Canadian authorities Monday arrested two men on terrorism-related charges in connection with an al-Qaida-linked plot that, according to U.S. officials, would have involved attacking a train that travels between Toronto to New York via Niagara Falls and Buffalo.
"As I understand it, it was a train going from Canada to the U.S.," Rep. Peter King, R-New York, chairman of the counterterrorism and intelligence subcommittee, told CNN.
While the Royal Canadian Mounted Police officials who announced the arrests refused to discuss which train route was targeted, other U.S. government sources said the plot involved a Toronto-New York train that is operated by the Canadian Via Rail system and Amtrak.
The train crosses the U.S.-Canadian border at the Whirlpool Bridge, a two-level bridge that has vehicle traffic on the lower level and a railroad track on the top north of the Rainbow Bridge.
Canadian officials acknowledged that the threat targeting a Via Rail train route was gravely serious.
"Had this plot been carried out, it would have resulted in innocent people being killed or seriously injured," James Malizia, the assistant commissioner of the Mounties, said at a Toronto press conference.
While the perpetrators had the "capacity and intent" to carry out the attack, rail passengers and the rail system were not under imminent danger, Malizia added.
Arrested in the plot were Raed Jaser, 35, of Toronto, and Chiheb Esseghaier, 30, of Montreal. Canadian authorities offered few details about the two men, other than saying they were not Canadian citizens.
Jaser and Esseghaier are charged with conspiring to carry out an attack against, and conspiring to murder persons unknown for the benefit of, at the direction of, or in association with a terrorist group. They are scheduled to make their first court appearance in Toronto on Tuesday.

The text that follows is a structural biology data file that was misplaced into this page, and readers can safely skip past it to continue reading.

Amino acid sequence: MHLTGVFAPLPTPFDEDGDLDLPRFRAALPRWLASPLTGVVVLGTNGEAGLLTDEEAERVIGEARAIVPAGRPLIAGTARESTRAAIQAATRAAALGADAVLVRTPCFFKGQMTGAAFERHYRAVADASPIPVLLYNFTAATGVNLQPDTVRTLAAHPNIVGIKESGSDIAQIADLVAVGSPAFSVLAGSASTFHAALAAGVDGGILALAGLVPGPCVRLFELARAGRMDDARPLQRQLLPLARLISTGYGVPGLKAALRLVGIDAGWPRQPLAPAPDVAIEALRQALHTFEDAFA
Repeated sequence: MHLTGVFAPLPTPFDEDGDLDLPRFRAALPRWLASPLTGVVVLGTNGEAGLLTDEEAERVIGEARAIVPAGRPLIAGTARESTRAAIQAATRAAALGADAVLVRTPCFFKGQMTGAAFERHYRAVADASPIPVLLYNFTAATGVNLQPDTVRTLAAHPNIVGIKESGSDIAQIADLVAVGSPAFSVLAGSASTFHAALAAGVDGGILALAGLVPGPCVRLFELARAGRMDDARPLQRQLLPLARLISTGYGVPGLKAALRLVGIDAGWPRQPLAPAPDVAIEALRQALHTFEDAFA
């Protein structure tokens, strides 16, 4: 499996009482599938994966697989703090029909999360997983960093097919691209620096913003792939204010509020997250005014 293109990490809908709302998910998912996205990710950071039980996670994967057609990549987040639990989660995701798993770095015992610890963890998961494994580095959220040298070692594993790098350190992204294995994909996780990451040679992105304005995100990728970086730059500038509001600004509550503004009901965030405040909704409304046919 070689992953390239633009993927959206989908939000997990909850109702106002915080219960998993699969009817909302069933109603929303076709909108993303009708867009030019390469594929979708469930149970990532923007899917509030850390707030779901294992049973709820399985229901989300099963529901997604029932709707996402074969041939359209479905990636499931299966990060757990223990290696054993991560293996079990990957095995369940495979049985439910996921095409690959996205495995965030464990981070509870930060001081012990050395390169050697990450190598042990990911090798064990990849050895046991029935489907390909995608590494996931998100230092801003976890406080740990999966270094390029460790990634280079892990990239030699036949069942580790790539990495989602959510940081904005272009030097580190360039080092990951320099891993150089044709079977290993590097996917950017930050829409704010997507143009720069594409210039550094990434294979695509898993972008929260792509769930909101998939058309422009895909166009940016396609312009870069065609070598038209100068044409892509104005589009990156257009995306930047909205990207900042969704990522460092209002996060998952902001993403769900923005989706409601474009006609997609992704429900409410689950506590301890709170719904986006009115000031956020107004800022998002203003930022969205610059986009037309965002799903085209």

While details of the alleged plot remained sketchy, officials did reveal some shocking details.
"This is the first known al-Qaeda planned attack that we've experienced in Canada," said Doug Best, superintendent of the Mounties, at a separate news conference.
What's more, Malizia said, "the individuals were receiving support from al-Qaeda elements located in Iran."
That aid consisted of "direction and guidance" from those elements, said Jennifer Strachan, chief superintendent of the Mounties.
"There is no evidence to indicate that these attacks were state-sponsored," she added.
While al-Qaeda is believed to have a stronger presence in some Arab countries as well as Southeast Asia, Rep. Brian Higgins, D-Buffalo, said it's no surprise that Canada-based terrorists would receive help from elements of the terror group based in Iran.
While Iran is noted for a stronger presence of Hezbollah, another terror group, "these groups are linked in some way shape or form," said Higgins, the top Democrat on the Counterterrorism and Intelligence Subcommittee. "Terrorists are terrorists. They're like-minded in organization and approach."
Higgins has, for years, warned of Hezbollah's Toronto presence, saying it may not be connected only to the financing of terror attacks, as Canadian officials have indicated.
"We have to always be vigilant, but we also need to remain calm" in the wake of the reported plot to attack the Toronto-New York train, Higgins added. "The disclosure of this plot is a good thing. It means we are catching a terrorist attack before it occurs."
In the course of the investigation, authorities found that the two men were staking out their potential targets.
"They watched trains and railways in the Toronto area," Strachan said.
The RCMP officials said they initiated the investigation last August and worked with regional law enforcement as well as the FBI and railroad officials.
Amtrak's president and CEO, Joe Boardman, issued a statement saying he "appreciates the actions" of the Mounties.
"The Amtrak Police Department will continue to work with Canadian authorities to assist in their efforts and refers all inquiries about the investigation to the RCMP," Boardman said. "There was not an imminent threat to Amtrak passengers, employees or the general public."
Meanwhile, David C. Jacobson, the U.S. ambassador to Canada, highlighted the cross-border investigative work involved in the case.
"It underscores the fact that we face serious and real threats, and that security is a shared responsibility," Jacobson said. "We all need to remain vigilant in confronting threats and keeping North America safe and secure."
Sen. Charles E. Schumer, D-N.Y., agreed.
"New York shares a common border and common threat with our partners to the north and I salute the Canadian law enforcement, the FBI, and the US Department of Homeland Security for working together on a job exceedingly well-done," Schumer said.
News Albany bureau chief Tom Precious contributed to this report.